The article explains Miranda rights specifically in relation to DUI cases in Washington.
In DUI and other criminal cases an attorney reviews a client's case to determine, among other things, whether the state violated the client's Miranda Rights. Miranda rights consist of warnings that an officer must read to an arrested individual prior to any questioning. The Miranda warnings, which are required under Miranda v. State of Arizona, 384 U.S. 436, 86 S.Ct. 1602 (1966), may be summarized as follows:
1. You have the right to remain silent
2. Anything that you say can be used against you
3. You have the right to a lawyer before and during questioning
4. If you cannot afford an attorney, you have the right to an appointed attorney at the public expense before and during questioning.
Once a person who is under custody invokes Miranda rights by stating that he or she does not wish to answer any further questions or expresses the desire to have a lawyer present, custodial interrogation must cease until the arrested person is either provided with a lawyer or initiates further communication on their own. See Miranda, supra.
If the Miranda rights are not read to the arrested individual prior to questioning by the officer, any statements made by the arrestee are inadmissible as evidence against him or her. See Miranda, supra. It is important to note that Miranda rights only apply to statements made in response to questioning by the state (i.e., a law enforcement official). Any statements made by the arrested individual which are not in response to questioning or interrogation by the state may be admissible in court. See Rhode Island v. Innis, 446 U.S. 291, 100 S.Ct. 1682 (1980). However, any statements made by the arrested person prior to arrest will not be protected under his or her Miranda rights. It is therefore critical to distinguish between a stop where the suspect is merely detained by the officer for investigation of a possible criminal activity versus a situation where the officer actually arrests the suspect.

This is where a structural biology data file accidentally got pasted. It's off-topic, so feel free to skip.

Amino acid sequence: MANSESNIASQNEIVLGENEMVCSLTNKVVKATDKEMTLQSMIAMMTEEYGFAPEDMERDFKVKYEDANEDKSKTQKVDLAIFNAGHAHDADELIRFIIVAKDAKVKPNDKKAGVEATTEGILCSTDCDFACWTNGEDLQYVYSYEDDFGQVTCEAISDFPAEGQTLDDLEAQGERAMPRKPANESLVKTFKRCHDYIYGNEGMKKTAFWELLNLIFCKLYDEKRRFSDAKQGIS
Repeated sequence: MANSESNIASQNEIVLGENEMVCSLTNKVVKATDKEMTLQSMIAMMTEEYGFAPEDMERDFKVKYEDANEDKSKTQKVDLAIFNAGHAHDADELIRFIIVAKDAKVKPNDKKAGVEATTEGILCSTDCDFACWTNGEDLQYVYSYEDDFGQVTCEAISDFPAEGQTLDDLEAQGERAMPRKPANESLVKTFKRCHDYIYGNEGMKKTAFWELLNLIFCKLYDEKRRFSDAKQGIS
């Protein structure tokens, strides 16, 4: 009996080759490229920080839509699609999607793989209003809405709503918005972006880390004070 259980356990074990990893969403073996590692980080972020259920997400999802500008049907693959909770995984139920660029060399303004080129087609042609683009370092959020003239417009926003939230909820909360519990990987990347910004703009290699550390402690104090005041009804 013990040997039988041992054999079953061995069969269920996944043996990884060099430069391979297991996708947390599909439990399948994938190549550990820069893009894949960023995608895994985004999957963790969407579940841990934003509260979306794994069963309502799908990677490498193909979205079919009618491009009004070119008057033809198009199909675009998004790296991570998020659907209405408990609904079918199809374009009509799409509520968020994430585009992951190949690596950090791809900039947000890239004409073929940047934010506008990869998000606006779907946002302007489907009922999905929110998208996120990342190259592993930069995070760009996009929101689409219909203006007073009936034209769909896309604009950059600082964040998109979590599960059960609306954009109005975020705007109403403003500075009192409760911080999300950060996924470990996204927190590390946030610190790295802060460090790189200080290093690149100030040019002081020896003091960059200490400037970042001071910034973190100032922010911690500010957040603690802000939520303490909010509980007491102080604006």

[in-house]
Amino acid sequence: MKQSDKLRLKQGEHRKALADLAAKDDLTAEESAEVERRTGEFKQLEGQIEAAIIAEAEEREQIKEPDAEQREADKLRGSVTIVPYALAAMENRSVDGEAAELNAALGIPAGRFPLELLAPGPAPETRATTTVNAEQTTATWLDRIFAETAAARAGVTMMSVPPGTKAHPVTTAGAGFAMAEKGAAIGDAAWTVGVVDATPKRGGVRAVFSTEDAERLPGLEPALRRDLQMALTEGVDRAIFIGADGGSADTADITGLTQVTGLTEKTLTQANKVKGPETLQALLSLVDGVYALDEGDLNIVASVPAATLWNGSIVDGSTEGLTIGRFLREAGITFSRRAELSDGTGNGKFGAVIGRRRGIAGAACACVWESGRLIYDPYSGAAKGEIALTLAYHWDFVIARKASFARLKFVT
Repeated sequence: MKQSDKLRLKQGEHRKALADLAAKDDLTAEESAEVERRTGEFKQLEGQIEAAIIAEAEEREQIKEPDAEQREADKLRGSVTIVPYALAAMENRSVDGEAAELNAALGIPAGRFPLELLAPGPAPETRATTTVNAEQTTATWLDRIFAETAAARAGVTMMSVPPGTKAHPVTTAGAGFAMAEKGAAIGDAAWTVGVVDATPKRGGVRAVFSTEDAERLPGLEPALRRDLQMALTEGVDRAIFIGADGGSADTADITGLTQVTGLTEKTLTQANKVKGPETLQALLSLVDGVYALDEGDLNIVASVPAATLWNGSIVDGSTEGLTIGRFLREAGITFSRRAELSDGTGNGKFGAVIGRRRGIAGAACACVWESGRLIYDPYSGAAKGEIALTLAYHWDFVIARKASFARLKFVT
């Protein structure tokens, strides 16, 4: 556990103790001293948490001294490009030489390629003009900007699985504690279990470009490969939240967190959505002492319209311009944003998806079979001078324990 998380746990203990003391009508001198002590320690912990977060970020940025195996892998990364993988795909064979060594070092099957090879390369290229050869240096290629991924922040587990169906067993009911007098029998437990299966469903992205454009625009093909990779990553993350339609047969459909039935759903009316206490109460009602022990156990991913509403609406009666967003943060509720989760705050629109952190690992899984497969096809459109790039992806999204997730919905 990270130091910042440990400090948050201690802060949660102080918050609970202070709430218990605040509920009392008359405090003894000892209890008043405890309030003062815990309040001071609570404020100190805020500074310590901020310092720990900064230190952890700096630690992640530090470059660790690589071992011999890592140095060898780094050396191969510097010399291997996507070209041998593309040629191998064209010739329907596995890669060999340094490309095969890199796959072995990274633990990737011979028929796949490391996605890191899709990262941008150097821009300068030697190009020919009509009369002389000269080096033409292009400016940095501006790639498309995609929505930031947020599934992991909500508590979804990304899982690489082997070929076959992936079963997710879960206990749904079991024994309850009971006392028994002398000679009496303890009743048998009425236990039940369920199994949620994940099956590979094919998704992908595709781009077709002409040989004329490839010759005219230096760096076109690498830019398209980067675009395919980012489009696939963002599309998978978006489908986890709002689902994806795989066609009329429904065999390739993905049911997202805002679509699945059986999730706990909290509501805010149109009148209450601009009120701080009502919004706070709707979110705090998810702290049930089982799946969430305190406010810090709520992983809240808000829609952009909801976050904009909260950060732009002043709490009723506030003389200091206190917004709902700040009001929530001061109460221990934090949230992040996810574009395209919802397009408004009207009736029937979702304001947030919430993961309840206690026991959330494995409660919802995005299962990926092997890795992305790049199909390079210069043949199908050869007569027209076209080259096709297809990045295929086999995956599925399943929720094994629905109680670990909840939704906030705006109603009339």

To determine when a suspect is technically under arrest and entitled to Miranda warnings, Washington has adopted the œBerkemer testœ which is explained by the United States Supreme Court in Berkemer v. McCarty, 468 U.S. 420, 104 S. Ct. The test states that a suspect detained by law enforcement is not entitled to Miranda warnings until his or her freedom of action is curtailed to a degree associated with a formal arrest. See State v. Harris, 106 Wn.2d 784, 725 P.2d 975 (1986); City of College Place v. Staudenmaier, 110 Wn.App. 841, 43 P.3d 43 (1996). A DUI case often starts off when an officer conducts a stop of a driver for some traffic violation (i.e., a driver is observed to be speeding or driving too slow, weaving, not following traffic signs, etc.). Upon being stopped for a traffic violation, the driver is not under arrest even if he or she is not free to leave. After the stop, the officer will make certain observations and ask questions to the driver which may lead the officer to suspect that the driver is under the influence of alcohol. At this point, there is still no arrest. The officer may then conduct some field sobriety tests and administer a portable breathalyzer test to the driver to obtain further evidence of intoxication. If the officer then collects sufficient evidence to have probable cause (evidence which allows an officer to reasonably believe that the suspect committed the crime) to arrest the driver for DUI then the officer must provide him or her with the Miranda warnings prior to questioning.
After the Miranda rights are read, the officer must ascertain that the arrested individual understands them. See Miranda, supra. One may freely and voluntarily waive his or her Miranda rights and make any statements to the officer. See Miranda, supra. Upon a waiver of Miranda rights, any statements made by the arrested person are admissible against him or her. See Miranda, supra. It is important to note that one must expressly invoke his or her Miranda rights to ensure that an officer ceases from further questioning. If a suspect either does not expressly invoke his or her Miranda rights or waive them, any statements made after the Miranda warnings are given may be admissible against him or her. See Berghuis v. Thompkins, 560 U.S. _, 130 S. Ct. 2250 (2010).
A violation of a person's Miranda rights does not necessarily lead to a dismissal of the case; it only allows for the inadmissibility of any statements made by the person after the arrest. However, if the prosecution's case is sufficiently weakened by the inadmissibility of the statements then dismissal of the case may follow.
While it is important to cooperate with law enforcement in providing any required documents such as a drivers license or proof of insurance upon demand, it is best not to answer any questions and request counsel if you are stopped regardless of whether you are under arrest or not. Incriminating statements by a driver which assist the state in prosecuting a DUI case are often made prior to arrest when the driver is not protected by Miranda rights. Rather than trying to figure out whether your Miranda rights were violated, just don't answer any questions!